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d=3,aminimum-sizegraphthatisnotindependentwillhaveatleast10edges.ThuswecanextendStoamaximalindependentsetIk+1k+1ofMk+1.NowletIk+1:=Ik[Ik+1k+1,then(1)Ik+1spansalledgesink+1Si=1Mi,and(2)everyedgeeinIk+1thatissharedbyatleasttwocomponentsinM1,M2,...Mk+1ismissinginatmost1oftheIk+1i'ssharinge,since(a)[Ik;Iki1ik]isanindependenceassignmentforCkXand(b)Ik+1k+1containsallsharededgesofMk+1.IfIk+1isalreadyindependent,wehaveourindependenceassignment.OtherwisewecanremoveaminimumnumberofedgesfromIk+1untilitisindependent. ThefollowingtheoremgivesanalternativecombinatorialupperboundonrankofrigiditymatroidofMaxwell-independentgraphs. Theorem3.2. LetMbeaMaxwell-independentgraphandX=fe1,...,ek,M1,M2,...,Mmgbea2-thincoverofMbycomponentsofM.ThenPmi=1rank(Mi))]TJ /F15 11.955 Tf 9.3 8.97 Td[(Pfu,vg2H(X)\E(M)(nfu,vg)]TJ /F4 11.955 Tf -482.62 -23.9 Td[(1)+krank(M). Proof. WhenXisa2-thincover,wecanapplyLemma 3.3 andobtainthat(M,X)hasanindependenceassignment.FirstweremovealledgecomponentsofMtoobtainanewgraphM0.NowtheexistenceofanindependenceassignmentdirectlyimpliesthatPmi=1rank(Mi))]TJ /F15 11.955 Tf -415.05 -14.94 Td[(Pfu,vg2H(X)\E(M)(nfu,vg)]TJ /F4 11.955 Tf 11.95 0 Td[(1)rank(M0).Nextweconsidertheedgecomponentse1,...,ek.Ifweaddthecontributionsofallofthemtobothsidesoftheinequality,thelefthandsidebecomesPmi=1rank(Mi))]TJ /F15 11.955 Tf -432.27 -14.94 Td[(Pfu,vg2H(X)\E(M)(nfu,vg)]TJ /F4 11.955 Tf 12.09 0 Td[(1)+k,andtherighthandsidebecomesjIM0j+k,whichisatleasttherankofM,sinceE(M)=E(M0)[fe1,...,ekg. NowwearereadytoproveTheorem 3.1 47

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Proof. (ofTheorem 3.1 )First,noticethatifMitselfisindependent,wearedone.Similarly,ifMisMaxwell-rigid,thenwehavejE(M)j=3jVj)]TJ /F4 11.955 Tf 18.07 0 Td[(6rank(G)=jIj,hencewearedone.LetIMwithjIMj=rank(M)beamaximalindependentsetofM.Withoutlossofgenerality,letIMI.LetA:=InIM.Thusspan(E(M))\A=;.Herespan(E(M))meansthelinearspanofthoserowsoftherigiditymatrixR3(G)correspondingtoE(M).ConsideracoverX=fe1,...,ek,M1,M2,...,MmgofMbythecompletecollectionofvertex-maximalcomponents,wheree1,...,ekareedgecomponentsandM1,M2,...,Mmarenon-trivialcomponents.Nextweshowthatforeachedgefu,vginA,thereexistsatleastonenon-trivialcomponentMisuchthatu2Miandv2Mi.SinceA\E(M)=;,e=fu,vg2AisnotanedgecomponentofM.HenceifuandvlieinsideanycomponentofM,thecomponentmustbenon-trivial.Sincefu,vg62M,M[fu,vgisnotMaxwell-independent,andhencethereissomeMaxwell-rigidsubgraphM0ofMwithu2M0andv2M0.SinceXisthecompletecollectionofvertex-maximalcomponents,weknowthereexistsatleastonenon-trivialcomponentMisuchthatu2Miandv2Mi.DenotebyAithesetofedgesofAbothofwhoseendpointsareinMi.Hence jAjmXi=1jAij(3)TakeH(X)andnfu,vgasdenedearlierinthesection.Weget jE(M)j=kXi=11+mXi=1jE(Mi)j)]TJ /F15 11.955 Tf 47.45 11.36 Td[(Xfu,vg2H(X)\E(M)(nfu,vg)]TJ /F4 11.955 Tf 11.95 0 Td[(1)=k+mXi=1jE(Mi)j)]TJ /F15 11.955 Tf 47.45 11.36 Td[(Xfu,vg2H(X)\E(M)(nfu,vg)]TJ /F4 11.955 Tf 11.96 0 Td[(1) (3) SinceeachMiisMaxwell-rigid,addinganye2AiintoMicausesthenumberofedgesinMitoexceed3jV(Mi)j)]TJ /F4 11.955 Tf 19.44 0 Td[(6andinturnindicatestheexistenceofatruedependence.However,Ai\span(Mi)=;,sincespan(E(M))\Ai=;.Itfollowsthat 48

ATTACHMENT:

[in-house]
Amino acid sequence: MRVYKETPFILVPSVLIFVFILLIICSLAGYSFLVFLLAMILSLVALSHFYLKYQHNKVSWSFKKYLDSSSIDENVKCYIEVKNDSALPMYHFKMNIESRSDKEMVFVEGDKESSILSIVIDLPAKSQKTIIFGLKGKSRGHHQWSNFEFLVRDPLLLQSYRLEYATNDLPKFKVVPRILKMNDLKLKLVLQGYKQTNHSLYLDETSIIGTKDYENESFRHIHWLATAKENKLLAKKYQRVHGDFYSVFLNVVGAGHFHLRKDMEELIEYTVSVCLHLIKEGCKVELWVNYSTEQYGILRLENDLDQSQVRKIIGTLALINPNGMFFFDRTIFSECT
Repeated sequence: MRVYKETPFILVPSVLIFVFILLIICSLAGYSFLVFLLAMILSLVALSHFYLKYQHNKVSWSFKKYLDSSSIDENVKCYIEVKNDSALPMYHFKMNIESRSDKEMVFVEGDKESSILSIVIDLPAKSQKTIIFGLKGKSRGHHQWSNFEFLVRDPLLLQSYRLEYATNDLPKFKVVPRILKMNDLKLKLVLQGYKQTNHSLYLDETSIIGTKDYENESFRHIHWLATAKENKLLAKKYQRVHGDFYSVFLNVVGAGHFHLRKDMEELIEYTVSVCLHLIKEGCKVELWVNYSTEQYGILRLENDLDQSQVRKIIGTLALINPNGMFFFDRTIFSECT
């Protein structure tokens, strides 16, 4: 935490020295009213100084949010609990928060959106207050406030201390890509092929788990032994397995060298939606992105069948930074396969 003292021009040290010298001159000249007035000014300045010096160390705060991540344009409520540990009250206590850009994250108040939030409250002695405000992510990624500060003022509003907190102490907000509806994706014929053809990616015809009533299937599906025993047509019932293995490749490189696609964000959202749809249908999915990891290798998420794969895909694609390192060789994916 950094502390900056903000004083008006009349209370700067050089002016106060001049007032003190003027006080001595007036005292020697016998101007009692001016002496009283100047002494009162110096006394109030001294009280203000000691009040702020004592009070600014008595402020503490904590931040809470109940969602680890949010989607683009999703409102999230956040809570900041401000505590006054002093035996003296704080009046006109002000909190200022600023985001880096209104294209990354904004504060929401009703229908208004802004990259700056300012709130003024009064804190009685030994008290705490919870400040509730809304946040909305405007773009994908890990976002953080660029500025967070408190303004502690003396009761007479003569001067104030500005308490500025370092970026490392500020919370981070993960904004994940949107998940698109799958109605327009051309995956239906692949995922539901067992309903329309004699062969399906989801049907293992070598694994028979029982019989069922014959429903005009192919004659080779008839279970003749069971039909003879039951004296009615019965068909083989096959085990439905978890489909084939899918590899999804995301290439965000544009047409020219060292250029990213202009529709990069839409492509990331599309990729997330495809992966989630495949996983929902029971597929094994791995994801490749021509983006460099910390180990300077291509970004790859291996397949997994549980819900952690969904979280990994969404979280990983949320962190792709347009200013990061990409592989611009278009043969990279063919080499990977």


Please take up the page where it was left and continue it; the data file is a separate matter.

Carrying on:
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MiwasalreadydependentevenbeforeAiwasadded.I.e.,toobtainanindependentsetinMi,atleastjAijedgesmustberemovedfromMi.Sowehave jE(Mi)jrank(Mi)+jAij(3)Plugging( 5 )into( 5 ),wehave jE(M)jmXi=1rank(Mi))]TJ /F15 11.955 Tf 41.48 11.36 Td[(Xfu,vg2H(X)\E(M)(nfu,vg)]TJ /F4 11.955 Tf 11.95 0 Td[(1)+mXi=1jAij+k(3)FromProposition 3.1 ( a ),weknowthatthecoverXis2-thin.ThenwecanapplyTheorem 3.2 andobtainthefollowing: mXi=1rank(Mi))]TJ /F15 11.955 Tf 41.47 11.35 Td[(Xfu,vg2H(X)\E(M)(nfu,vg)]TJ /F4 11.955 Tf 11.96 0 Td[(1)+krank(M)=jIMj.(3)Then,using( 5 )and( 5 ),weobtainthatjE(M)jjIMj+mXi=1jAij(using( 5 )and( 5 ))jIMj+jAj(using( 5 ))=jIj,whichprovesTheorem 3.1 NotethattheproofofTheorem 3.1 usesacoverbythecompletecollectionofvertex-maximalcomponents.Thisnotonlyimplies2-thinnessofthecover,butalsostrong2-thinness.However,2-thinness(Proposition 3.1 ( a ))issufcientforprovingTheorem 3.1 .Strong2-thinnessisusedinSection 3.2 3.2AlternativeUpperBoundsUsingIECounts 3.2.1RelationtoKnownBoundsandConjecturesUsingIECountsDecompositionofgraphsintocoversisanaturalwayofapproachingacombinatorialcharacterizationof3-dimensionalrigidity.Sofar,theinclusion-exclusion(IE)count 49